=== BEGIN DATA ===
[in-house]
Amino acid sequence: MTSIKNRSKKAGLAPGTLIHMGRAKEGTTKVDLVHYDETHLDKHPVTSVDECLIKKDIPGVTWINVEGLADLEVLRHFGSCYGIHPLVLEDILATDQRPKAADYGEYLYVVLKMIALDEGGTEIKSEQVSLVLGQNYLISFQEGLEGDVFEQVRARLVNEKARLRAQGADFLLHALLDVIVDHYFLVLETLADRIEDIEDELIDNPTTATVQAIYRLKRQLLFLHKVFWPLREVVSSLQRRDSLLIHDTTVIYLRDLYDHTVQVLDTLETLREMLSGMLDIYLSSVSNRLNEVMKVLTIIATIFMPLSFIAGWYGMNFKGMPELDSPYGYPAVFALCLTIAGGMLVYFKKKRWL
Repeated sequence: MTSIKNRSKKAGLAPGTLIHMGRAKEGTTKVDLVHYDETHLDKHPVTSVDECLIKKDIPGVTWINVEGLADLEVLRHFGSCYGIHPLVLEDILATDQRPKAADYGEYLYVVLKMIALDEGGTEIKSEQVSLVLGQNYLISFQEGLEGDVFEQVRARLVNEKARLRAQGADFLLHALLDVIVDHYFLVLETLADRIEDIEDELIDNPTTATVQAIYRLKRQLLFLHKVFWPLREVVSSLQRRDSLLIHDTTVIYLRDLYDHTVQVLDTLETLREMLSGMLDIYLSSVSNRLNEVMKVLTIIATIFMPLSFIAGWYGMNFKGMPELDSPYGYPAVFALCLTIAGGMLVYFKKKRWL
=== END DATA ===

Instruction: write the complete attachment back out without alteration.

[in-house]
Amino acid sequence: MTSIKNRSKKAGLAPGTLIHMGRAKEGTTKVDLVHYDETHLDKHPVTSVDECLIKKDIPGVTWINVEGLADLEVLRHFGSCYGIHPLVLEDILATDQRPKAADYGEYLYVVLKMIALDEGGTEIKSEQVSLVLGQNYLISFQEGLEGDVFEQVRARLVNEKARLRAQGADFLLHALLDVIVDHYFLVLETLADRIEDIEDELIDNPTTATVQAIYRLKRQLLFLHKVFWPLREVVSSLQRRDSLLIHDTTVIYLRDLYDHTVQVLDTLETLREMLSGMLDIYLSSVSNRLNEVMKVLTIIATIFMPLSFIAGWYGMNFKGMPELDSPYGYPAVFALCLTIAGGMLVYFKKKRWL
Repeated sequence: MTSIKNRSKKAGLAPGTLIHMGRAKEGTTKVDLVHYDETHLDKHPVTSVDECLIKKDIPGVTWINVEGLADLEVLRHFGSCYGIHPLVLEDILATDQRPKAADYGEYLYVVLKMIALDEGGTEIKSEQVSLVLGQNYLISFQEGLEGDVFEQVRARLVNEKARLRAQGADFLLHALLDVIVDHYFLVLETLADRIEDIEDELIDNPTTATVQAIYRLKRQLLFLHKVFWPLREVVSSLQRRDSLLIHDTTVIYLRDLYDHTVQVLDTLETLREMLSGMLDIYLSSVSNRLNEVMKVLTIIATIFMPLSFIAGWYGMNFKGMPELDSPYGYPAVFALCLTIAGGMLVYFKKKRWL